In Grandma’s Attic

A Book Worth Reading: In Grandma's Attic from the Homeschool Share Blog

They say you can’t judge a book by its cover, and though sometimes a cover can draw me to a book, there have also been times I’m glad I’ve taken that advice to heart and started reading anyway.  One of those times was with In Grandma’s Attic, the first book in the Grandma’s Attic series by Arleta Richardson.  I first picked up an old copy of the book at a used book sale, and it sat in my bookshelf for at least a couple of years before I decided to pull it to read during our morning basket time.  Once we started it, my kids did not want to stop–in fact, I ended up ordering the Grandma’s Attic Treasury (the first four stories in the series–republished with newer covers) as well as the later books, which have not been republished and are more difficult to find.

In Grandma’s Attic is a collection of stories (each one a chapter) that the author’s grandmother, Mabel, tells her about her childhood in Michigan in the 1800s.  The stories often revolve around some sort of mischief Mabel and her friend, Sarah Jane, have gotten themselves into and are always entertaining.  I was surprised at how much both of my children–an 11 year old boy and a 6 year old girl–were drawn in and interested!  The stories do have a Christian message and Mabel’s parents often refer to scripture, but it doesn’t come across as overly preachy; it just comes across as good parenting instead of a story written to fit a moral lesson.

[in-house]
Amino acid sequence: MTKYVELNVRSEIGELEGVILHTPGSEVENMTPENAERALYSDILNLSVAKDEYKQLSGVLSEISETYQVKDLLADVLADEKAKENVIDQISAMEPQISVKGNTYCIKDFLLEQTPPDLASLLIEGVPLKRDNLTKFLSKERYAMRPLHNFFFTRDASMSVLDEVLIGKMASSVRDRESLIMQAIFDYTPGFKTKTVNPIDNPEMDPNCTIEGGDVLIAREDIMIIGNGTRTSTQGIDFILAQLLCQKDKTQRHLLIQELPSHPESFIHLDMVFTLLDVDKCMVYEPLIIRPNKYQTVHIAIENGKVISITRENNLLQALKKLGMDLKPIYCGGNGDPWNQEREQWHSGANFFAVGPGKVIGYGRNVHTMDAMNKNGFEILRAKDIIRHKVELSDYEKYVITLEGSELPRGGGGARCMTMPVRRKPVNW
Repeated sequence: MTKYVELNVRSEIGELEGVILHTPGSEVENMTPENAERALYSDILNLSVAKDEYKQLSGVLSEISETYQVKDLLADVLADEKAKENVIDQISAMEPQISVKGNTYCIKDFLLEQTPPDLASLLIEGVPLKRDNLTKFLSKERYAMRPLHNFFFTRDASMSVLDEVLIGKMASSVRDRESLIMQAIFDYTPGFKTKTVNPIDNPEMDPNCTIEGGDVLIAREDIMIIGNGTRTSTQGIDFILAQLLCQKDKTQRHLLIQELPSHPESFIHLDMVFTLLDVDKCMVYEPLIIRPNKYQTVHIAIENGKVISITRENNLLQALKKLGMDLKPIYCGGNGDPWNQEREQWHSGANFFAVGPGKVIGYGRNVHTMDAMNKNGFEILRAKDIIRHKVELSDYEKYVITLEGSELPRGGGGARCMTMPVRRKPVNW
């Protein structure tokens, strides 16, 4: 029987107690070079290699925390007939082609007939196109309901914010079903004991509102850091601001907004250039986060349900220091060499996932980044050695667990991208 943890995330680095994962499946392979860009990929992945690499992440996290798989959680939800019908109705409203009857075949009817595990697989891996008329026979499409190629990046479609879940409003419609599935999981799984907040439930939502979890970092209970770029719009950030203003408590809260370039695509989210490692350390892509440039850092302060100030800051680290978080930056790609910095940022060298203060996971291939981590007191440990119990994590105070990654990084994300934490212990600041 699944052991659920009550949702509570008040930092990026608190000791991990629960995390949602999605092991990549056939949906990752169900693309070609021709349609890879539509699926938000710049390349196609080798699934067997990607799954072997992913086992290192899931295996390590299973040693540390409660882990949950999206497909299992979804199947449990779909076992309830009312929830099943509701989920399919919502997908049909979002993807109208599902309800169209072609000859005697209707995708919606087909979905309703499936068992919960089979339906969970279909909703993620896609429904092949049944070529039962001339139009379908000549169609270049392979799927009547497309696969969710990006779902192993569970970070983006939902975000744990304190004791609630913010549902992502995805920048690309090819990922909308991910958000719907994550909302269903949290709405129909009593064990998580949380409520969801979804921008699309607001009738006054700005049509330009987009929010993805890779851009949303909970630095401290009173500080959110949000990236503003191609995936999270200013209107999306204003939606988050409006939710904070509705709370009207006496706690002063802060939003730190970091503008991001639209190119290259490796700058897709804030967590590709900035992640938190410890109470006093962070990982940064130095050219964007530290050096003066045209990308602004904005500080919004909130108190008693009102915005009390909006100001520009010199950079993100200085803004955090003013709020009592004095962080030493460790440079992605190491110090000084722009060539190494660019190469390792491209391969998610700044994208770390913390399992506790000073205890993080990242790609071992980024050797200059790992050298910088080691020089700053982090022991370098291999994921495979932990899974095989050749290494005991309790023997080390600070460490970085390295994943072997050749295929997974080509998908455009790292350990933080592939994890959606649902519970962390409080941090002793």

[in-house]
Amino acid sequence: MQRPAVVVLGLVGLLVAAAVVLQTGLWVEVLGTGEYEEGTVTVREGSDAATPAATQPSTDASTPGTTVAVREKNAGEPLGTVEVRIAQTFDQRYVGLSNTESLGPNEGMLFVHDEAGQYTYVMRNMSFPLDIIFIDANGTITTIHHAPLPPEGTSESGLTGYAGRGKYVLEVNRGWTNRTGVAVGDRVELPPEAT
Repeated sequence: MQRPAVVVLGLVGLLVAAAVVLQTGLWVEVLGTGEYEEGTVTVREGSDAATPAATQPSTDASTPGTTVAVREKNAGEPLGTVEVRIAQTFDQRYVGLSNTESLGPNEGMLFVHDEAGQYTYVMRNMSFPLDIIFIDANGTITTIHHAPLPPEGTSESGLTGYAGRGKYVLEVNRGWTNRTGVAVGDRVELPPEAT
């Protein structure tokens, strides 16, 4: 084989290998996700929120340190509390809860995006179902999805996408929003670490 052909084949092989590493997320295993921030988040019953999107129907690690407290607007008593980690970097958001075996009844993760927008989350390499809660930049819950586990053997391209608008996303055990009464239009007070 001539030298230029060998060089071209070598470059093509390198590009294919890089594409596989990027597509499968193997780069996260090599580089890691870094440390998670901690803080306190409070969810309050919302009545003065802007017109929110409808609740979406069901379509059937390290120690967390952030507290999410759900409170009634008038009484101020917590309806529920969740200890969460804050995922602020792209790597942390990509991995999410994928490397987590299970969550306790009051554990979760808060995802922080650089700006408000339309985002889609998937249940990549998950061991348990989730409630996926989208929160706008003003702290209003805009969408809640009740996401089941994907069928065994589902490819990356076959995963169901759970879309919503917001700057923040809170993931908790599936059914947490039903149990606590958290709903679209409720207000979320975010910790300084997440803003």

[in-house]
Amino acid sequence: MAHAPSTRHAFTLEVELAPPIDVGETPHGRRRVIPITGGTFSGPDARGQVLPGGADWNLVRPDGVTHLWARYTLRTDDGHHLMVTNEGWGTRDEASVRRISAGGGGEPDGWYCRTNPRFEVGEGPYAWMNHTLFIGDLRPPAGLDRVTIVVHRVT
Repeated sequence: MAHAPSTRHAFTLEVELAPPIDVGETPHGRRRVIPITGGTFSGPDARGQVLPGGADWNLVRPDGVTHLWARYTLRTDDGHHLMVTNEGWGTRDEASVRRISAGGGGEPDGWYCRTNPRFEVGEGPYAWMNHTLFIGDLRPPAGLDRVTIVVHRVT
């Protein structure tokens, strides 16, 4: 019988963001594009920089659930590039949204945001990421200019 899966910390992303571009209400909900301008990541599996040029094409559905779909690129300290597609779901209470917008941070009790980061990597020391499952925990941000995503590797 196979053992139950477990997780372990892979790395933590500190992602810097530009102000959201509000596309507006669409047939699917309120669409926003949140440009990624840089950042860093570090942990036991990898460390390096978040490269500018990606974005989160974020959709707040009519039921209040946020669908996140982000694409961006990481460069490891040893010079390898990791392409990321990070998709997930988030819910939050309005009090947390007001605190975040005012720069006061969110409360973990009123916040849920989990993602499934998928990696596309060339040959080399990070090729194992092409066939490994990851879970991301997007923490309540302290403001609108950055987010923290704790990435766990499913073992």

The second and third books in the series follow the same format, but beginning with the fourth book, young Arleta’s part (the “tell me a story, Grandma” part) is left out, and Mabel tells her own story.  At this point we have read the first six books of the series and are about to start the seventh book, where Mabel is teaching and preparing to get married.  My kids and I are totally invested in these characters, so we’re going to finish the whole series!

The short chapters in the Grandma’s Attic books make them great read alouds, even for young children, and kids will love to hear about what Mabel and her family and friends did for fun so long ago.  The characters are engaging and at the end of each chapter you’ll be wanting to read just one more!

Owls in the Family

A Book Worth Reading: Owls in the Family

Do you have one of those adventurous children who always loves to try new things?  Or perhaps an animal lover who wants to rescue every creature he sees?  Then Farley Mowat’s Owls in the Family needs to be in your family reading basket!  (Or perhaps not, as you may not want to have owls in your family!)

Owls in the Family begins with two young boys, Bruce and Billy, hunting for an owl’s nest on the Saskatchewan prairie.  Their plan is to get some baby owls that they can raise as pets, but mama owl foils their attempts.  After a storm, though, they go back to check the nest and find it has been destroyed.  A single owlet has survived, though, and they and take him home to care for him, deciding to call him Wol. A couple of weeks later, Billy comes upon some boys tormenting a small owl and trades his pocket knife to the bullies in exchange for the tiny animal.  This owl, named Weeps, also comes to live with Billy’s family.

The owls become part of the family–along with the rest of Billy’s menagerie–and develop their own personalities.  There are so many funny stories in the book, like the disastrous pet parade and the visiting minister who is shocked to find an owl on his shoulder.  Owls in the Family has lots of sweet stories that will make readers laugh, and at the end, will make them a little sad as Billy has to find them a new home.

Owls in the Family is a short chapter book (just under 100 pages), so it makes a good choice for a younger reader to tackle independently or for a short read aloud for the whole family.  Either way, you will enjoy this sweet and funny story–and probably learn about owls, too!

Mary Walker Wears the Pants

A Book Worth Reading Mary Walker Wears the Pants
March is Women’s History Month, so this month’s A Book Worth Reading selection is Mary Walker Wears the Pants by Cheryl Harness.